Lot# 098 Guy Orlando Rose (1867-1925 Pasadena, CA)
''Shifting Shadows'', Giverny landscape with willow trees near a river, oil on linen, 23.5'' H x 28.75'' W, est: $300,000/500,000
*Price Realized: $290,000.00
signed lower right: Guy Rose, titled verso. Note: While living at Giverny early in the 20th century, Guy Rose painted a wide range of subjects that included still life, nudes, women posed out of doors, aerial vistas and churches. No matter the ostensible subject, a primary concern of any Rose was always light. This is nowhere more true than in his ''Shifting Shadows'' where figures are absent and the effect of sun through trees takes center stage.
Rose worked on the challenge of the skyless, tree-shrouded composition numerous times at Giverny, famously in the Oakland Museum of California's painting, ''Warm Afternoon'', c. 1910. That painting is exactly the same size as ''Shifting Shadows'', only vertical in orientation. ''Warm Afternoon'' is dominated by the beautiful but wholly standard narrative of the pretty woman seated restfully inside the frame of nature. Behind her is a row of pollarded willows along the edge of the River Epte. Though she is haloed by frenzied light, her presence drives the poetry: we focus on her unmoving loveliness as the Ideal: youth, health and harmony come together in the pitch-perfect landscape.
Subtract this figure, and we have ''Shifting Shadows'': rows of pollarded (this means pruned in a way that leaves the remaining limbs growing upright) willows where the only trace of human presence is the slight pink path, itself trailing off into thickets of green. Absent the idealized narrative figure, we can focus on what fascinated Rose throughout his mature career: the careening effects of fractured light patterns.
Like his American artist-peers at Giverny?a group that included luminaries Alson Clark, Frederick Frieseke and Theodor Earl Butler?Rose kept tight and definitive boundaries on the figures he painted, no matter how sun drenched they were. Again, jettison the figure and Rose's willingness to quickly, if not aggressively, attack the picture is more evident: in ''Shifting Shadows'', the admixture of tinted greens, yellows and blues fairly race across the canvas from left to right as overhead strands of light pour in. The intensity of the experience is heightened by his use of brisk shots of cerulean blue in shadowed areas, and a consistent spray of pink patches along the willows. Thin, upstretched limbs that would have been defined in lesser hands with muted siennas and umbers are here translated in single strokes of viridian. Rose's control over the explosive energy of his palette is understood via the overall calm, intimate and tranquil image that he ultimately creates?in short, he paints with rapidity but certainty, and with a passion for pure color he nonetheless paints a quietly seductive picture.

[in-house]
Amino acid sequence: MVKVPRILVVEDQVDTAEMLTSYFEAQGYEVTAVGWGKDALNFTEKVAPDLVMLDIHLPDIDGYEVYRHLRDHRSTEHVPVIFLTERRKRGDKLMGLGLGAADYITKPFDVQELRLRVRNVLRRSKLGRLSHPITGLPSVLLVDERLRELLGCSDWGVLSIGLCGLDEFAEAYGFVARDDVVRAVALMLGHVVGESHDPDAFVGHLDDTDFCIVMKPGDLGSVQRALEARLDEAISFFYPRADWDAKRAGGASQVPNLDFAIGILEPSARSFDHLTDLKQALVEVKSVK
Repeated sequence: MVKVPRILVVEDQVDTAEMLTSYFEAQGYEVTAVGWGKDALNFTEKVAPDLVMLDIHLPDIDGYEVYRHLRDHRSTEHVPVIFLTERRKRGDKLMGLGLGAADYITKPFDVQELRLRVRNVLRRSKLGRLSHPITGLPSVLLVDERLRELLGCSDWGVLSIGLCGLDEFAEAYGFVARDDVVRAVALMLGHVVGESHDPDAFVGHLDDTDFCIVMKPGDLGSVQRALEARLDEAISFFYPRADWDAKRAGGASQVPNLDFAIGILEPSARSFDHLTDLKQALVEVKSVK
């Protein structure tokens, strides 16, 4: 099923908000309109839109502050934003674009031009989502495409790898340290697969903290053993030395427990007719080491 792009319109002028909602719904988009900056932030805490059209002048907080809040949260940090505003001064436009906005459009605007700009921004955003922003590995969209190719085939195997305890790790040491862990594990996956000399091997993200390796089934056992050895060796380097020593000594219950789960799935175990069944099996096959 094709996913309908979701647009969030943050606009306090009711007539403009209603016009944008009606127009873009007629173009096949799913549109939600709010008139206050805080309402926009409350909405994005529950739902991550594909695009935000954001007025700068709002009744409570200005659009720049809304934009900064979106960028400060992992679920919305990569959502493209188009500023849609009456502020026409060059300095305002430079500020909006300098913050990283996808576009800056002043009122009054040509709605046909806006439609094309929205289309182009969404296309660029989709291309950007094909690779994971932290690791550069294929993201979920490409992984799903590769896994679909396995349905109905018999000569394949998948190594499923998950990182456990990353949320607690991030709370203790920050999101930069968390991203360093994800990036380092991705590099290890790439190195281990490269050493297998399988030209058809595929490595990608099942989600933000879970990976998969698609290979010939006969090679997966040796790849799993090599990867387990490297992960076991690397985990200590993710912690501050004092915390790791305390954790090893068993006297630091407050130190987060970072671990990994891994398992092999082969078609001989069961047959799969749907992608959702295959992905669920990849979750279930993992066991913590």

''Shifting Shadows'' was painted somewhere in the middle of Rose's eight-year residence at Giverny from 1904?1912. From Giverny, he returned to New York and finally back to California in 1914 where he would paint but another roughly seven years until suffering a debilitating stroke in 1921. During those last years in California, Rose painted some of the most iconic images the State has yet known in its relatively short art history. What informs those brilliantly-lit vistas of California from Laguna to Carmel is the efficient and altogether elegant Impressionist technique he mastered years earlier at Giverny, as evidenced in ''Shifting Shadows'' . Provenance: The artist; Stendahl Gallery, Los Angeles, CA; Jessie Yarnell Kimball, Los Angeles, CA; Curtis Yarnell Kimball, Marian Kimball and Cecilia Wictor, Los Angeles, CA. Condition: Visual: Generally good condition. Some stable craquelure scattered throughout. Two tiny spots of surface grime in the upper left quadrant and in the center. Blacklight: No evidence of restoration under blacklight.